Editor's Foreword Jon Woronoff Preface Acknowledgments Acronyms and Abbreviations Chronology Introduction THE DICTIONARY Appendixes 1 Petroleum Industry Units and Conversions 2. Major Middle Eastern Consortia of the Seven Sisters and CFP 3. Various Companies with Roots in Standard Oil 4. Top Five Oil-Producing Countries for 20-Year Intervals Since 1861 5. Sweet and Sour Crudes 6. Crudes in the OPEC Basket 7. Major Oil Supply Disruptions 8. Tanker Classification 9. Largest Oil Spills 10. Refinery Fractions 11. Largest Oil Fields 12. Largest Gas Fields 13. Other Giant Oil and Gas Fields of Historical Interest 14. Figures Bibliography About the Author
Marius Vassiliou worked as a senior research geophysicist at Arco Oil and Gas Company and later worked on oil-industry and other problems at the Rockwell International Science Center, where he eventually rose to the position of executive director. Since 2003, he has been an analyst at the Institute for Defense Analyses, where he has worked on a number of issues, including oil depletion and its implications. He is an active member of the Society of Exploration Geophysicists, a senior member of the Institute of Electrical and Electronics Engineers, a Fellow of the Geological Society, and a licensed professional geophysicist in the State of California.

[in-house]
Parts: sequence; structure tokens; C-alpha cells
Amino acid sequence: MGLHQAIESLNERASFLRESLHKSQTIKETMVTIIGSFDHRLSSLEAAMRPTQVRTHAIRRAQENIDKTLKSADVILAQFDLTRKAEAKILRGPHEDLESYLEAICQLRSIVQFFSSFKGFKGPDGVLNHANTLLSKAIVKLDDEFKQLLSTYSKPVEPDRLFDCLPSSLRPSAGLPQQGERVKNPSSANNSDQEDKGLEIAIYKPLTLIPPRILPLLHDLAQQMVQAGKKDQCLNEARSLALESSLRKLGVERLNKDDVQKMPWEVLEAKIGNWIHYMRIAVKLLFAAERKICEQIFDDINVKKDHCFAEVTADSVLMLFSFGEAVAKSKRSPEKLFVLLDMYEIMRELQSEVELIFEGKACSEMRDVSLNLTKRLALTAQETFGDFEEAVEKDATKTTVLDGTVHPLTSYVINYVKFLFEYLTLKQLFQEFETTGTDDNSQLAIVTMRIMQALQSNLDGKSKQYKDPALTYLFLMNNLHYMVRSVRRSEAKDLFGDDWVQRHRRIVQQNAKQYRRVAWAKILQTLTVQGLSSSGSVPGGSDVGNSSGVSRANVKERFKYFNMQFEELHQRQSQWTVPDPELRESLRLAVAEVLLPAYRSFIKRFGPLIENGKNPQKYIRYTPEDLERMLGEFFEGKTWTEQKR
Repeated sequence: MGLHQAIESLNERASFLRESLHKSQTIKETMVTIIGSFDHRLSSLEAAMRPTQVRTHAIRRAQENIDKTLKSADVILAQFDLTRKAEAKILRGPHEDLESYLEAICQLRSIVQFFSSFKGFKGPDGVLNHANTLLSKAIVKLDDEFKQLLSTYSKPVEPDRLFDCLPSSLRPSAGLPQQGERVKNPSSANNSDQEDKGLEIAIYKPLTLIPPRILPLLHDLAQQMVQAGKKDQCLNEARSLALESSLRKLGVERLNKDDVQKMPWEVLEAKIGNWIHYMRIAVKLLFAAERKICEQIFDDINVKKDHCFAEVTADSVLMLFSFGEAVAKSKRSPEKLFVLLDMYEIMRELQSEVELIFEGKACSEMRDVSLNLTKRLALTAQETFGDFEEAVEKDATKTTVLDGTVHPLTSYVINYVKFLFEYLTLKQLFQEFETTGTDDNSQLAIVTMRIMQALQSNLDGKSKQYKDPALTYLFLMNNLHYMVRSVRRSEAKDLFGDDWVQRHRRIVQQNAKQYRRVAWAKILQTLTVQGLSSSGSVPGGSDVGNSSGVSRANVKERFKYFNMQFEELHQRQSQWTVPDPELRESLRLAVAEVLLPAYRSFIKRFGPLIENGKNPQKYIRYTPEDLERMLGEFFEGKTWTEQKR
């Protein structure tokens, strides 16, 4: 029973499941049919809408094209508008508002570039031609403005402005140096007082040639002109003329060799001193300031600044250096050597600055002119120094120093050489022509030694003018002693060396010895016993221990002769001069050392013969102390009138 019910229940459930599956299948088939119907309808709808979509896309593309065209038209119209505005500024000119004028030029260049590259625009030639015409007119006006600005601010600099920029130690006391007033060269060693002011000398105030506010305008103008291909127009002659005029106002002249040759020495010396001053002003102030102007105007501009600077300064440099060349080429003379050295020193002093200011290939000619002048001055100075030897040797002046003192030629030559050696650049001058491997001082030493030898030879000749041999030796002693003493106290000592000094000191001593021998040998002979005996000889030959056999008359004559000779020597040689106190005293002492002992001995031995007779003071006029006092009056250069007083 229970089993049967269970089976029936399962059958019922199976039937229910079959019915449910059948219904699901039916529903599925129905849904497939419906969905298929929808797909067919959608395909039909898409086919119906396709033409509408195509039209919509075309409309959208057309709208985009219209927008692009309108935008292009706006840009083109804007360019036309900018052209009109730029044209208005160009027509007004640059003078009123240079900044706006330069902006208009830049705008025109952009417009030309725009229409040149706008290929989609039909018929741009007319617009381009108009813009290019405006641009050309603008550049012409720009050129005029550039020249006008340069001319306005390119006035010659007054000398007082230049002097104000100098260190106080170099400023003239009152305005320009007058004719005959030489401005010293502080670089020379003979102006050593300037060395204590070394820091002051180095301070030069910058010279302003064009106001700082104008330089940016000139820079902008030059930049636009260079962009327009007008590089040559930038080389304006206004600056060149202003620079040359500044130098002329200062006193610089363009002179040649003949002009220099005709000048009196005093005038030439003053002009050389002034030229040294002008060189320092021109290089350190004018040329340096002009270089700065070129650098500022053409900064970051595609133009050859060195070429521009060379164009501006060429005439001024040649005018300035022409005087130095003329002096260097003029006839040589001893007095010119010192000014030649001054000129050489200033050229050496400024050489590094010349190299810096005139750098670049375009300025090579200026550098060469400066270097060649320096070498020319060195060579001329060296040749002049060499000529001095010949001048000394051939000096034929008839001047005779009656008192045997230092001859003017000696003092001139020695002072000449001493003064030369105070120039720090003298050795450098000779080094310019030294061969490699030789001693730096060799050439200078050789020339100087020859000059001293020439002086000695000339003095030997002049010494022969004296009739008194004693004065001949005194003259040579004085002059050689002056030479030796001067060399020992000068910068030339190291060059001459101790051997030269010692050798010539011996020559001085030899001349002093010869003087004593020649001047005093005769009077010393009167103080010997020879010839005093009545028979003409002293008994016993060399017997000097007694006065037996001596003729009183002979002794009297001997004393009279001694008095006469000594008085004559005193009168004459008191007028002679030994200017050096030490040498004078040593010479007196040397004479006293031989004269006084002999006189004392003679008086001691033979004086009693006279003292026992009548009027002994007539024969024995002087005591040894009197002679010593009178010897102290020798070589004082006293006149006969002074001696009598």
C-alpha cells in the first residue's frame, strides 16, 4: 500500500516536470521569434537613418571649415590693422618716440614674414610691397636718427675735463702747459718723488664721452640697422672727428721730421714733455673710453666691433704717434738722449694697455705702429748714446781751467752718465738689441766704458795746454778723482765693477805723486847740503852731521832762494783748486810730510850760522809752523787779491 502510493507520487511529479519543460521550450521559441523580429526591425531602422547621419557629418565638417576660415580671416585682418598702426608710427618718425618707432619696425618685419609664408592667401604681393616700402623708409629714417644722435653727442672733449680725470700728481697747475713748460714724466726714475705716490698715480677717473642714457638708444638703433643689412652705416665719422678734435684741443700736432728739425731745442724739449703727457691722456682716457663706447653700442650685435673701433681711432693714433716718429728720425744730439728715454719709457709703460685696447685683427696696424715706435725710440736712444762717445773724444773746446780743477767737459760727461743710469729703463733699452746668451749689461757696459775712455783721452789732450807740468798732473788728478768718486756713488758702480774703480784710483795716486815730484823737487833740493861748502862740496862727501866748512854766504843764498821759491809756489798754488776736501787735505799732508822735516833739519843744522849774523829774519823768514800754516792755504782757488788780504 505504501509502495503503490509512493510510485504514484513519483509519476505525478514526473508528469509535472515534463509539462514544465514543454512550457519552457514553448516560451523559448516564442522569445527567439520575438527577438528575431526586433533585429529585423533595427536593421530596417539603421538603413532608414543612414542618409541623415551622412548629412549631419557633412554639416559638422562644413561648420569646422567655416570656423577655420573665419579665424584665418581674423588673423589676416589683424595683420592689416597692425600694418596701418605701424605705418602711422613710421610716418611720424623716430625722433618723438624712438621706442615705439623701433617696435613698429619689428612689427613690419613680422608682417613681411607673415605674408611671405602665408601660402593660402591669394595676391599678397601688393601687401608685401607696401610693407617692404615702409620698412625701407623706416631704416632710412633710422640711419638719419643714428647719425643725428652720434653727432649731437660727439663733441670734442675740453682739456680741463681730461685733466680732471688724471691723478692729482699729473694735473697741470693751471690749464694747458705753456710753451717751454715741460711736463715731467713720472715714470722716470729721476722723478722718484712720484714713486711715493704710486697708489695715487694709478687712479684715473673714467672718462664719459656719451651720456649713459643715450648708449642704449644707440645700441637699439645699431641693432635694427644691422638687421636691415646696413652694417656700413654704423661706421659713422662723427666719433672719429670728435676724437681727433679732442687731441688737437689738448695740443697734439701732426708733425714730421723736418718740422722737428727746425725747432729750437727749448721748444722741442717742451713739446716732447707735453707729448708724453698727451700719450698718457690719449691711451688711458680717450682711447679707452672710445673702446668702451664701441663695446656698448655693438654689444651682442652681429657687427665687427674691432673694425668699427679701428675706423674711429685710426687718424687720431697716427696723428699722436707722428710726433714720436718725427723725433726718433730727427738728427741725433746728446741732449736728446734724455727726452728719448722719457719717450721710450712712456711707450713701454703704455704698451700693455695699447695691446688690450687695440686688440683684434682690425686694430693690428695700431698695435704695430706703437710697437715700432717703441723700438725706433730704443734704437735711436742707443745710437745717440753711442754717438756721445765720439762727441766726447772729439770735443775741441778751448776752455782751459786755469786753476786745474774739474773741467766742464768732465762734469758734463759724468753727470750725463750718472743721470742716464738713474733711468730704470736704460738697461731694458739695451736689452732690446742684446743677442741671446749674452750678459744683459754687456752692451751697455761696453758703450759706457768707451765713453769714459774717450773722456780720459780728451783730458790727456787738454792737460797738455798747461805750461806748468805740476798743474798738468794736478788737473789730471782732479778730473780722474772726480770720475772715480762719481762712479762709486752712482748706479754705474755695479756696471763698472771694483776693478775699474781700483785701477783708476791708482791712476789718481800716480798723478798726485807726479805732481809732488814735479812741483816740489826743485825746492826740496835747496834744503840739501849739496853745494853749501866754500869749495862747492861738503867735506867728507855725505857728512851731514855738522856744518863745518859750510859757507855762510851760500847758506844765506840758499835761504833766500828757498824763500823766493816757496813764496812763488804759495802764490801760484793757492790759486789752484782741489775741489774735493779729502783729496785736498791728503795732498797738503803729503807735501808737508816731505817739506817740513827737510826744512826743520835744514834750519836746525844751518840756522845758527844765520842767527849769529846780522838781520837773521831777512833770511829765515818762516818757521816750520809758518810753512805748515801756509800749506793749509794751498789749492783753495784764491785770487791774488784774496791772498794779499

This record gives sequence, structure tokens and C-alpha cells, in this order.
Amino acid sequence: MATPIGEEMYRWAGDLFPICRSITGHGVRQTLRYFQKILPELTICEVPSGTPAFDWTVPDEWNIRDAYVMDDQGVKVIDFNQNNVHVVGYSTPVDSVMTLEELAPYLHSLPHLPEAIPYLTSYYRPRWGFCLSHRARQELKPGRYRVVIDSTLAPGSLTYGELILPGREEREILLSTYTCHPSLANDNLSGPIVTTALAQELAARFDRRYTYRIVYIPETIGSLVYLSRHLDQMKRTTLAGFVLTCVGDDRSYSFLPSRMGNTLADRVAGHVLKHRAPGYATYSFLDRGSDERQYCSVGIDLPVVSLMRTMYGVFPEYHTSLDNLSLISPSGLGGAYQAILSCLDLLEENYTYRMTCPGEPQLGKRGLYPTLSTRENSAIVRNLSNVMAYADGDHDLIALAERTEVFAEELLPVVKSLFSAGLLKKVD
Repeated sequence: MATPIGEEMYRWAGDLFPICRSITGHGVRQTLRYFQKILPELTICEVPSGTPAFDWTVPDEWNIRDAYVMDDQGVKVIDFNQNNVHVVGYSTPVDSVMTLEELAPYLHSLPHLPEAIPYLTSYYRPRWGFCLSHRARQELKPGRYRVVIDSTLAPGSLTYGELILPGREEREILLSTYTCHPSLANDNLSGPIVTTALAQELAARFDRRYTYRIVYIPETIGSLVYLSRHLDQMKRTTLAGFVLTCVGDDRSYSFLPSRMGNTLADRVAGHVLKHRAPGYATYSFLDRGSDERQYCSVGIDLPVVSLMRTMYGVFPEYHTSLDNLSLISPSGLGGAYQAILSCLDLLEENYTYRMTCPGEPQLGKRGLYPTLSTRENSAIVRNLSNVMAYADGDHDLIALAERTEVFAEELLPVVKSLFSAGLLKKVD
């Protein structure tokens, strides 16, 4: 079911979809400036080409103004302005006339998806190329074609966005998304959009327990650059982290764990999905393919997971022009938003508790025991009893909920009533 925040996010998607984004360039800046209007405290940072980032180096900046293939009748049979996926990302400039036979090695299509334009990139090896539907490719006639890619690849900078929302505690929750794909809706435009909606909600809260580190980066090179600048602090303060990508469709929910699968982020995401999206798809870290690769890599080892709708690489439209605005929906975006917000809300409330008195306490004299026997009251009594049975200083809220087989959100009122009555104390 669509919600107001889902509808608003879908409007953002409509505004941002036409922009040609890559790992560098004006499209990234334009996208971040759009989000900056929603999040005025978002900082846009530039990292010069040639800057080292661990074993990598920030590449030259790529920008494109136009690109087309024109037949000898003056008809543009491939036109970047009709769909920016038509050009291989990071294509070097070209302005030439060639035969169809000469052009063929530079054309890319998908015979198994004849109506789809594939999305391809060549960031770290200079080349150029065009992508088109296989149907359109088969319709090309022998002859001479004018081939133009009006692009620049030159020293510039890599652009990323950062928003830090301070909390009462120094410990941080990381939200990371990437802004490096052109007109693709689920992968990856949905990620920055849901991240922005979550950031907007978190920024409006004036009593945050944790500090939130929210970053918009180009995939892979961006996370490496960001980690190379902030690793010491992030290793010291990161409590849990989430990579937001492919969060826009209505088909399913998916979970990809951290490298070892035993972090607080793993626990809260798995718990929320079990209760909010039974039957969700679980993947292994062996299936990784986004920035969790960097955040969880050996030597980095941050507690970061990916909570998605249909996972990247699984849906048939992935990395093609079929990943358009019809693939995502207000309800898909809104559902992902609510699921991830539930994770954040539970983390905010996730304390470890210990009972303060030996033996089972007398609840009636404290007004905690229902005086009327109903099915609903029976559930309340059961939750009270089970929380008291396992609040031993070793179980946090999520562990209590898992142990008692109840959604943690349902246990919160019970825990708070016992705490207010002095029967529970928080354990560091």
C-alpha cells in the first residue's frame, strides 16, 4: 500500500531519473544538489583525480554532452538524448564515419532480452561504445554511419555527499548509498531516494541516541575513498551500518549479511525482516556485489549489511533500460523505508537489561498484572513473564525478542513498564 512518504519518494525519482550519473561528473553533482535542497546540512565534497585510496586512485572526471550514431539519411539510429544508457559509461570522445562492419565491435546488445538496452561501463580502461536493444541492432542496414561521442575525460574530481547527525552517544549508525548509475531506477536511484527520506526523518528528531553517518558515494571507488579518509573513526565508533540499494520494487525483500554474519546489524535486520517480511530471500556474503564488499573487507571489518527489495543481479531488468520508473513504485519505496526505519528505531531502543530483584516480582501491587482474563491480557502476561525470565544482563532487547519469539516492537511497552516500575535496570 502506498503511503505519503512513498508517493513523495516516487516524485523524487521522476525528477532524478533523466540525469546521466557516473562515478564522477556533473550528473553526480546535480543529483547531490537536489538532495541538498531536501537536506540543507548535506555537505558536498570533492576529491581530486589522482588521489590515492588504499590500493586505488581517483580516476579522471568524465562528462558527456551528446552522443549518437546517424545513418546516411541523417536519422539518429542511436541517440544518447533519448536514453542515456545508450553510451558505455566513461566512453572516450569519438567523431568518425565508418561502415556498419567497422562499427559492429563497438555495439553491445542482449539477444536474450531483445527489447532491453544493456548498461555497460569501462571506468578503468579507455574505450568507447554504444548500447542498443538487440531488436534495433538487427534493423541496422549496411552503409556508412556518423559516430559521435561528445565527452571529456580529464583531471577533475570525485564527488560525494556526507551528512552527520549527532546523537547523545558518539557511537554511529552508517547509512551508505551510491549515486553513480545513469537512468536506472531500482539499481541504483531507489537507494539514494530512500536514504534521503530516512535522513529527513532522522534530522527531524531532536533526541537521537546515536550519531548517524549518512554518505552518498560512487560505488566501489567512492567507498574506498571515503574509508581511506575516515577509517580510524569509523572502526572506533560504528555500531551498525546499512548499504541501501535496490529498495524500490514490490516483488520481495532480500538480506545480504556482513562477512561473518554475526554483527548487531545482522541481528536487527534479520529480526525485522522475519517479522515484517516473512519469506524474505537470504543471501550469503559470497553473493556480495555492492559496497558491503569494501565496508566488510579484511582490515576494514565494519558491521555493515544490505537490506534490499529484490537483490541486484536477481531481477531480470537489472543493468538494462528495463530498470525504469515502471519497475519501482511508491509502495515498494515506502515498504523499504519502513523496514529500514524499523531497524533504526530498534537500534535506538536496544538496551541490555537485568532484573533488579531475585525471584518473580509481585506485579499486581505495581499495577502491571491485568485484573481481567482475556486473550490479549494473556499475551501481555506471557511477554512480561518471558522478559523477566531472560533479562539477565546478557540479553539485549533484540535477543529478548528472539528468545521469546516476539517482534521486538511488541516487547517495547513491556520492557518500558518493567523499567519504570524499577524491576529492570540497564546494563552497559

[This second edition] takes a wide-ranging, multidisciplinary approach, embracing technical, economic, and geopolitical and historical aspects. This edition contains over 500 well-written entries, which have many cross-references and cover prominent individuals in the industry, political leaders, companies, events, countries, regions, types of oil, major pipelines, and technologies. New areas of emphasis include horizontal drilling, tight gas, shale oil, and hydraulic fracturing (fracking); the most in-depth coverage is given to exploration and production. A thorough chronology ranges from ancient times to 2017. The extensive bibliography is divided by content and also contains an excellent introductory essay on the literature of the petroleum industry. Thirteen appendixes give statistics and other figures, and there is a handy list of abbreviations and acronyms used throughout the volume, as well as helpful graphs. This volume should be found in university collections supporting energy engineering, political science, or business programs. Highly recommended. * CHOICE *